Canada has long been a favoured place of filmmakers and television producers. Many of the movies and TV shows we’ve come to love for their ‘New England in the fall’ scenery or ‘European city charm’ were in fact shot in Canada. The country has appeared in so many silver screen moments that a night at the cinema, or on the sofa, may just be the best way to grasp some inspiration when planning your holiday to Canada.
Before you scour the DVD shelf, check out the famous TV shows and movies filmed in Canada in our guide to Canadian filming locations across the provinces. To see these fantastic locations for yourself, check out our Canada holidays:
Whether for entertainment or escapism, the TV shows and movies we watch can be empowering, encouraging or pure fantasy. Alberta has it all in its filmography.
The production crew of the Fargo remake for the small screen made the province’s foremost city, Calgary, its home in 2014. The second season was shot in the industrial Kensington area and downtown. It’s not the first time Calgary has featured as the ideal backdrop, with the 1970s rendition of Superman II starring Richard Donner filmed in the city. No wonder, given the area’s interesting landscapes and the futuristic looking Calgary Tower – perfect for taking in 360 degree views of the city.
Another Albertan destination with a connection to television is being recognised as Canada introduces Star Trek postage stamps to commemorate the show’s 50th anniversary in 2016. The town of Vulcan, the name referring to the alien species that Leonard Nimoy’s Spock belongs to, has become a popular place to visit for fans of the Star Trek franchise and the town even has its own TrekCetera Museum.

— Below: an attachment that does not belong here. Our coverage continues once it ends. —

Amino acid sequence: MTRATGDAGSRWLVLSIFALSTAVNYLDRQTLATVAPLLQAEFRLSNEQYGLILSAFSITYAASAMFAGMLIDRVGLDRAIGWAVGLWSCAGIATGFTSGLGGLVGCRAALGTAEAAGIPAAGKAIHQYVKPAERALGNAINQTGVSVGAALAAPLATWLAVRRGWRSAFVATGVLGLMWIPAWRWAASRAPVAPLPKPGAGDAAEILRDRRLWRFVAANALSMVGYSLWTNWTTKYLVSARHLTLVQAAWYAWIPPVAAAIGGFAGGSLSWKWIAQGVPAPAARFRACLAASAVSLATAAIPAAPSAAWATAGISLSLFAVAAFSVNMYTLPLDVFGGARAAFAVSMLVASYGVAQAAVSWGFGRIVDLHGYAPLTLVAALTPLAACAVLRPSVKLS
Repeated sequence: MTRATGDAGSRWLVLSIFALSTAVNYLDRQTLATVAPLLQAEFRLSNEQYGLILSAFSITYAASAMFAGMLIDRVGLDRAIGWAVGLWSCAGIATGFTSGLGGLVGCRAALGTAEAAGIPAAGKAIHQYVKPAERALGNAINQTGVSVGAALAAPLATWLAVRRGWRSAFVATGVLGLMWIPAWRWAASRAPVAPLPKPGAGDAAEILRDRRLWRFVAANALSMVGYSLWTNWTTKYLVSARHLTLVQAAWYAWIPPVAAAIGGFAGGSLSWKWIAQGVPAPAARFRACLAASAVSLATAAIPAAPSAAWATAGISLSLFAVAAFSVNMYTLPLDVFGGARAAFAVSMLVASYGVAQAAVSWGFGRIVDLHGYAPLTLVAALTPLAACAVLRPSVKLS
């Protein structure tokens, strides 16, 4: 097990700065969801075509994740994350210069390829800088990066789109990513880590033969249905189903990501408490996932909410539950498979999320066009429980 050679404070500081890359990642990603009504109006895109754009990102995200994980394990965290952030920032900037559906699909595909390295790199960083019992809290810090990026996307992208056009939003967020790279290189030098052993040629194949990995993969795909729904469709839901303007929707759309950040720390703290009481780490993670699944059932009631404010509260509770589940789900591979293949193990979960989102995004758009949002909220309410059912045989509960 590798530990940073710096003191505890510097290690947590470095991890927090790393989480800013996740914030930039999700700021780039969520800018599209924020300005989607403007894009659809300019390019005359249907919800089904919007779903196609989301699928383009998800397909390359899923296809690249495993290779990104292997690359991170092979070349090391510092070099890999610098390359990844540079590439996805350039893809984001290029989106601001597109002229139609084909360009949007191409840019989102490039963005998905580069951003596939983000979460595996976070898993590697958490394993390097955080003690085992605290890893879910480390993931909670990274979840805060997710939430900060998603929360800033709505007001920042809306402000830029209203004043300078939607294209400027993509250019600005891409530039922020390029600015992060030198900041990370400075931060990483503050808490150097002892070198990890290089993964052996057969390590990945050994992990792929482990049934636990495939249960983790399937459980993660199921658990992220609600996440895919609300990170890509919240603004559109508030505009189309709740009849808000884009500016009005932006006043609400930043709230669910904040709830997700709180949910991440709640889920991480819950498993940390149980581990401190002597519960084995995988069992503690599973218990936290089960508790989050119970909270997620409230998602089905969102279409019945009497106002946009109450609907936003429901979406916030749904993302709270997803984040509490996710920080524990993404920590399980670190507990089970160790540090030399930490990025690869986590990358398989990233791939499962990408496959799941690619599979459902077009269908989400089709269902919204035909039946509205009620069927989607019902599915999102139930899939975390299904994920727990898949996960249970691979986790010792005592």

Among the major titles, the likes of the dream-bending thriller Inception and modern cowboy romance Brokeback Mountain were shot in Alberta’s stunning Canadian Rockies mountain region. Actor Leonardo DiCaprio made a return to the province for the recently acclaimed motion picture The Revenant. He was so in awe of its natural beauty that he referenced his time filming in Alberta in his Oscar acceptance speech promoting climate change awareness earlier this year.
From reality-warping dramas to epic emotional blockbusters, the province has seen its fair share of screen time and is a testament to what makes Canada such a sought-after place for shooting.
The national organisation First Weekend Club explains: “Canadian film is rich in storytelling and our country is so diverse, with people and family histories from every corner of the world. I think our stories are relatable and people enjoy seeing themselves reflected in the films they watch on screen.”
First Weekend Club has supported over 300 Canadian films and encourages audiences with its video on demand service CanadaScreens, through which they hope to make TV shows and movies filmed in Canada available around the globe.
“British Columbia has earned its reputation as one of the world’s leading creative centres for motion picture production with a long history of producing feature films, television series, documentaries, animation and commercials,” explains Creative BC, the provincial board committed to developing British Columbia’s creative industries.
“When you take a closer look at the advantages BC offers, it’s no wonder we’ve grown to become one of the largest and most popular full-service production centres in North America.”